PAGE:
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CSMA/CD 's definition based on wikipedia is :

Carrier Sense Multiple Access With Collision Detection (CSMA/CD) is a media access control method used most notably in local area networking using early Ethernet technology. It uses a carrier sensing scheme in which a transmitting data station detects other signals while transmitting a frame, and stops transmitting that frame, transmits a jam signal, and then waits for a random time interval before trying to resend the frame.

  1. I know about this algorithm. But what I am looking for is which devices on computer networking field use this algorithm to access the medium?
  2. Is switch use CSMA/CD algorithm to deal with collision on wired media ?
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  • \$\begingroup\$ I believe this died with very early implementations of 10Gbit Ethernet, as it's a very inefficient and inconsistent algorithm to deal with collisions. Can you rephrase your second quesion? \$\endgroup\$ – user36129 Oct 20 '14 at 20:05
  • \$\begingroup\$ On my text books, I read about CSMA/CD, so they died for long time, what is alternative algorithm for them? \$\endgroup\$ – Mohammad Reza Rezwani Oct 20 '14 at 20:09
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    \$\begingroup\$ @user36129, I think you mean 2 Mb/s and 10 Mb/s ethernet. \$\endgroup\$ – The Photon Oct 20 '14 at 20:38
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    \$\begingroup\$ @alex, more recent ethernet isn't multidrop, just point-to-point, so CSMA/CD isn't needed. \$\endgroup\$ – The Photon Oct 20 '14 at 20:39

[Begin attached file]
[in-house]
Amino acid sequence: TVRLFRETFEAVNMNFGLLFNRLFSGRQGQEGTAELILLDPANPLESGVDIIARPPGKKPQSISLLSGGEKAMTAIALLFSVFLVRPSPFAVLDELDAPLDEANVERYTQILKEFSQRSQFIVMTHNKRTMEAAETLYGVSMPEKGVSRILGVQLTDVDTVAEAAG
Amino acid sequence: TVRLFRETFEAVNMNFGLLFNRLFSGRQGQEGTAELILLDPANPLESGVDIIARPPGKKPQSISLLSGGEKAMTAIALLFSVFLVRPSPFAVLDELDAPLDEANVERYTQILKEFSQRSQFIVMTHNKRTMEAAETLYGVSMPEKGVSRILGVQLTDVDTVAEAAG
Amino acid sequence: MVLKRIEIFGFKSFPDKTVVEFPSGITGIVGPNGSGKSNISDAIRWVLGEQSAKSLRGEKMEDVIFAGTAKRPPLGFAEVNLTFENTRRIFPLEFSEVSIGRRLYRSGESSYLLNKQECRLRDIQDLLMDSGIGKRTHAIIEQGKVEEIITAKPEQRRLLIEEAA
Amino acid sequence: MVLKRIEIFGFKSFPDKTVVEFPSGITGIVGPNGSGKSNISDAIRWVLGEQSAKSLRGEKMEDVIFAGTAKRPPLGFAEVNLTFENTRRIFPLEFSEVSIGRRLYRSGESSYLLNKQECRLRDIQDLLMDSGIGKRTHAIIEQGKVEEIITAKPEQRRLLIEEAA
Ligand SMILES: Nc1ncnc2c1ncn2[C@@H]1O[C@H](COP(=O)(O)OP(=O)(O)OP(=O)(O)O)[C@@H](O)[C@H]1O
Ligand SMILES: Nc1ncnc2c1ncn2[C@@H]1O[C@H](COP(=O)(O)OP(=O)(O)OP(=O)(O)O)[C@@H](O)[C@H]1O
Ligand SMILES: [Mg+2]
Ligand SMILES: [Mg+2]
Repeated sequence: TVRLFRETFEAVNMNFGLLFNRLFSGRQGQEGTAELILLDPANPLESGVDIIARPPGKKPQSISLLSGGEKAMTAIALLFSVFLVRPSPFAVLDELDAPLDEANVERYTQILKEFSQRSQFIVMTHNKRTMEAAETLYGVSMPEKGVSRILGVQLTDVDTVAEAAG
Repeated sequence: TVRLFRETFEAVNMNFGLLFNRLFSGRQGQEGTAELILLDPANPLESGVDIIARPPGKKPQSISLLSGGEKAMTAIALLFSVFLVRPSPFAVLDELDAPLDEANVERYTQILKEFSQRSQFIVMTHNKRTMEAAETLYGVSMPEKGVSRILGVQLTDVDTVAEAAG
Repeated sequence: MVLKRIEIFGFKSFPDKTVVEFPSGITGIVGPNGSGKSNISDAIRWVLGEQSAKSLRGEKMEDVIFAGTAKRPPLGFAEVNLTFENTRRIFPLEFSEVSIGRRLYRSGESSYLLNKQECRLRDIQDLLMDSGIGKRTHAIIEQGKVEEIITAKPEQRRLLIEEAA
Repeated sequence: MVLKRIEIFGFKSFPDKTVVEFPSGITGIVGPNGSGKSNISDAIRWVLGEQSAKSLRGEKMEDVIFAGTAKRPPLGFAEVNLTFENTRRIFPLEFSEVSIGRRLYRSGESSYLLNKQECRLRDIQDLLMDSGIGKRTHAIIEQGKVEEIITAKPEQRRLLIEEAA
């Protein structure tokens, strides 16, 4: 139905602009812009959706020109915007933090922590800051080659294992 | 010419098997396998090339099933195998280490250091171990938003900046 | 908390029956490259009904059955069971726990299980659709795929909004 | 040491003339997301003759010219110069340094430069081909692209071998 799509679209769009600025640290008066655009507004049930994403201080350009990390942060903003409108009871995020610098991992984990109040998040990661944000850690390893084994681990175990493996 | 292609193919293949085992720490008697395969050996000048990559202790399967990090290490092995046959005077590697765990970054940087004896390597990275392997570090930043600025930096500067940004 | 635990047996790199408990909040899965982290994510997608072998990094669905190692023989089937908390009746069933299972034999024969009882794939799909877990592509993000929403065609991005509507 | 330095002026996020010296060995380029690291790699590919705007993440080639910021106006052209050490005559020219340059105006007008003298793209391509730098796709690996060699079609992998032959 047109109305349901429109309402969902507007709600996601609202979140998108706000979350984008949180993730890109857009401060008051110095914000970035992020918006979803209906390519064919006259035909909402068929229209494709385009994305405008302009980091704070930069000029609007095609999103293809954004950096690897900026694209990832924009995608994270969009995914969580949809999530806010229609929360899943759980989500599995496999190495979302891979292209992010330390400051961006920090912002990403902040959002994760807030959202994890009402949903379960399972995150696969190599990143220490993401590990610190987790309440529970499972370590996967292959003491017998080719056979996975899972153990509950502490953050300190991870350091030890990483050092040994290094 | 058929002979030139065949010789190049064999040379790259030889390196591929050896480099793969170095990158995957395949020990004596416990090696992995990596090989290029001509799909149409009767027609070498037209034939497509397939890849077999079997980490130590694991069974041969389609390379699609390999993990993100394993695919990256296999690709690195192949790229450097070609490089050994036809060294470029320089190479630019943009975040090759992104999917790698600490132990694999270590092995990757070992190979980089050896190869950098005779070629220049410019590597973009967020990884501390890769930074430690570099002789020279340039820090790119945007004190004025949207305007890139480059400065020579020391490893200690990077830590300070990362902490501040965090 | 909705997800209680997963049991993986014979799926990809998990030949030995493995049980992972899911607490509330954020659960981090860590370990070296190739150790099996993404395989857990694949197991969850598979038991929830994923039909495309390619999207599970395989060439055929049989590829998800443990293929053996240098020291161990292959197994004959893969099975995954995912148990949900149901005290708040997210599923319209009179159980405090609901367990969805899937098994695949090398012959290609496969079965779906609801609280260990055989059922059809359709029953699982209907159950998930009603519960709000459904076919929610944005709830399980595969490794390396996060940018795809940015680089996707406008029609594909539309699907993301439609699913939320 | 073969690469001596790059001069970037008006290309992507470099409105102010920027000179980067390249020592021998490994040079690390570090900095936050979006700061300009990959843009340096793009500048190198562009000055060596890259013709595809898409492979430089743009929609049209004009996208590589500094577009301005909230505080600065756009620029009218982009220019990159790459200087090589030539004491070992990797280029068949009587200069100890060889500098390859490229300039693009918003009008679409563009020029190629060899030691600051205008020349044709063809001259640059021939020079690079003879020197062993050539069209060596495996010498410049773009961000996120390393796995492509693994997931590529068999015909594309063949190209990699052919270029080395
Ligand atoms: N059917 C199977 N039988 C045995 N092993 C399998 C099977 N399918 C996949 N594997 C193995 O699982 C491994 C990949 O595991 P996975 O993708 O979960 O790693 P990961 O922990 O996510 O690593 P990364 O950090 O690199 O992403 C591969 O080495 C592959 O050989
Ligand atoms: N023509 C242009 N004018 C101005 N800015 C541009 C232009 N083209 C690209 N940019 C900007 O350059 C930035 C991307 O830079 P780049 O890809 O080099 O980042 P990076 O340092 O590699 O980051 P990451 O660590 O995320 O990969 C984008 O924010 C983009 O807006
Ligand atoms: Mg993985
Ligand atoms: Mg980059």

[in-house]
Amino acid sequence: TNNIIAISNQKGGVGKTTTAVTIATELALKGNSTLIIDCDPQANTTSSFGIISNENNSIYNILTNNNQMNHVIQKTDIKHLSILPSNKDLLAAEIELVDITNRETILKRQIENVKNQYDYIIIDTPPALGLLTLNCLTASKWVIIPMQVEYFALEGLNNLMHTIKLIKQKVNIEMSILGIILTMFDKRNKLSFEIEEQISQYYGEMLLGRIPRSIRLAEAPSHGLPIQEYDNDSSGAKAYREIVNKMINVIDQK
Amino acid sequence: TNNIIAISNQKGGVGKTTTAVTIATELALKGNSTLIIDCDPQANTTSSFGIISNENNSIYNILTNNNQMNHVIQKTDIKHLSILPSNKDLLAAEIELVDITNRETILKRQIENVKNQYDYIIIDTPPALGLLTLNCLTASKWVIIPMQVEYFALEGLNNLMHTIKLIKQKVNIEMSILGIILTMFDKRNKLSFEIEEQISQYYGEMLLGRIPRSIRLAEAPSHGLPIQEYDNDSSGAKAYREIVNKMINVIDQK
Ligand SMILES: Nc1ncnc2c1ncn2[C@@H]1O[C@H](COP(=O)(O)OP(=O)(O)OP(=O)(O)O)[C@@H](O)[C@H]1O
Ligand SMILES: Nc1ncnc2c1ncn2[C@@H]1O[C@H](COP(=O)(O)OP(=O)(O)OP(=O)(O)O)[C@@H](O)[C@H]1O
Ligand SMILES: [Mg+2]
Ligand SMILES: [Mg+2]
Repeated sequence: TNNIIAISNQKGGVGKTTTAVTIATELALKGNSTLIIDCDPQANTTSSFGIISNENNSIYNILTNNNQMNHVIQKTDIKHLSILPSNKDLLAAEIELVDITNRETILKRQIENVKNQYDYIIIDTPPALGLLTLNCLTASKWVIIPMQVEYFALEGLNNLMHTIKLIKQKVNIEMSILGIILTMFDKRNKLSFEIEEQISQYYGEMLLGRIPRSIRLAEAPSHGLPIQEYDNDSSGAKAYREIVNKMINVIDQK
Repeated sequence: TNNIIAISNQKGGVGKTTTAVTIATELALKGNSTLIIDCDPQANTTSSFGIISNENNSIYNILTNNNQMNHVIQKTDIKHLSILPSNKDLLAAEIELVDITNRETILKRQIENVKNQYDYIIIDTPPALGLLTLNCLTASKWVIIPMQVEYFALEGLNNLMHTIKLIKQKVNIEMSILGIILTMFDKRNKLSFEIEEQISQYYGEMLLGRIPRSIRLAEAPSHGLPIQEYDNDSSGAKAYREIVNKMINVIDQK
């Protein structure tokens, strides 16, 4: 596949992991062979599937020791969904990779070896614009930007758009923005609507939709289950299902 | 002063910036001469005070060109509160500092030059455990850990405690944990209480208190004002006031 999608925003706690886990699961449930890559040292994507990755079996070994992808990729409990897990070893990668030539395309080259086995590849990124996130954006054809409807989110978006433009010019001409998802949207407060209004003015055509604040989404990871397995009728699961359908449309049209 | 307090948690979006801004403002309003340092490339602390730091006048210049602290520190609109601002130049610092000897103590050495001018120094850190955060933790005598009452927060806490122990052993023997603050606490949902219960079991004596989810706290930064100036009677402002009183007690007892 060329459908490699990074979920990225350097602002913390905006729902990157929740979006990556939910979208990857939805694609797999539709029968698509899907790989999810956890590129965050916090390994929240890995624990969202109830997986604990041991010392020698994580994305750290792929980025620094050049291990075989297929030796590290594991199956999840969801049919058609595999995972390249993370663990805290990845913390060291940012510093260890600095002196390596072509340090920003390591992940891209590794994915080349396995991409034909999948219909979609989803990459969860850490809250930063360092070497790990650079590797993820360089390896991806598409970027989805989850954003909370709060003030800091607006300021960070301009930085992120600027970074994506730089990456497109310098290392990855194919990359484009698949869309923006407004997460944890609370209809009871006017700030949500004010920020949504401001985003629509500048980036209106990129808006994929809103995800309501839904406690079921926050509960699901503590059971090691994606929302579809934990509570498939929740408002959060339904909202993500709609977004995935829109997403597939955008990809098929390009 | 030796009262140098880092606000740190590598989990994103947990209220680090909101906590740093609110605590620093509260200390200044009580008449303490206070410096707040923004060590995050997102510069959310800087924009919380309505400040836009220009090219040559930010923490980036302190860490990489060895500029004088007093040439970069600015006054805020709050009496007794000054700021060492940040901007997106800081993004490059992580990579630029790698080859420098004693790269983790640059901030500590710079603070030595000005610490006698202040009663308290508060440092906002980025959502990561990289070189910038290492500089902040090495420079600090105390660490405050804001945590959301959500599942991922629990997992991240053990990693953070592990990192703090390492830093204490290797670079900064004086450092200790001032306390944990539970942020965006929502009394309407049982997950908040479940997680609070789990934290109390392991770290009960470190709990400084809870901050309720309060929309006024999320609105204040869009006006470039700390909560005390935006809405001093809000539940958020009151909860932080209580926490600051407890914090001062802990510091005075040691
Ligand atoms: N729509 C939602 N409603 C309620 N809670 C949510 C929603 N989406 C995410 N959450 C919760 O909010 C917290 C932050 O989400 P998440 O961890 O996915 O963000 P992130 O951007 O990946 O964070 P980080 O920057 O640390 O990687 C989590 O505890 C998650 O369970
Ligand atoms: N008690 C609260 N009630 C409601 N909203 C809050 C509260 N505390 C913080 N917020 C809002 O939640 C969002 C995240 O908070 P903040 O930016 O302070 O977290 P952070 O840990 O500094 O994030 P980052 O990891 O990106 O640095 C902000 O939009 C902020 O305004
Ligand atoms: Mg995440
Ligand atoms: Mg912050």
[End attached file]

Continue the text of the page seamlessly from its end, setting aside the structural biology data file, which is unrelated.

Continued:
• \$\begingroup\$ @ThePhoton: whoops... yeah, megabits, not gigabit :P Will Dean has his facts straight, that's exactly how I remember it. \$\endgroup\$ – user36129 Oct 21 '14 at 18:25
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The answer to the first part of your question is not much nowadays, if we're talking about wired networks.

10Base-2 and 10Base-5 Ethernet were based on coaxial cable, with a shared medium (everybody talked and listened on the same wire), so used CSMA/CD.

10Base-T originally used 'hubs' which were just signal amplifiers/conditioners, and everybody on the network still used the same collision domain so needed the same rules, although at least the physical medium was separated and a fault on one connection didn't bring the whole network down.

Then the cost of switched Ethernet became low enough that hubs were pretty much universally replaced by switches - with a switch there is not one shared network or collision domain, but instead there's effectively one network per connected machine. Each of these little networks has just two devices on it - the connected computer and the switch port.

The switch then forwards packets from one mini-network to another, based on the destination address and an address table it builds-up in RAM.

So there is no concept of a collision at all, because there are only two devices on the network and they have a separate receive and transmit wires to talk on, so never interrupt each other.

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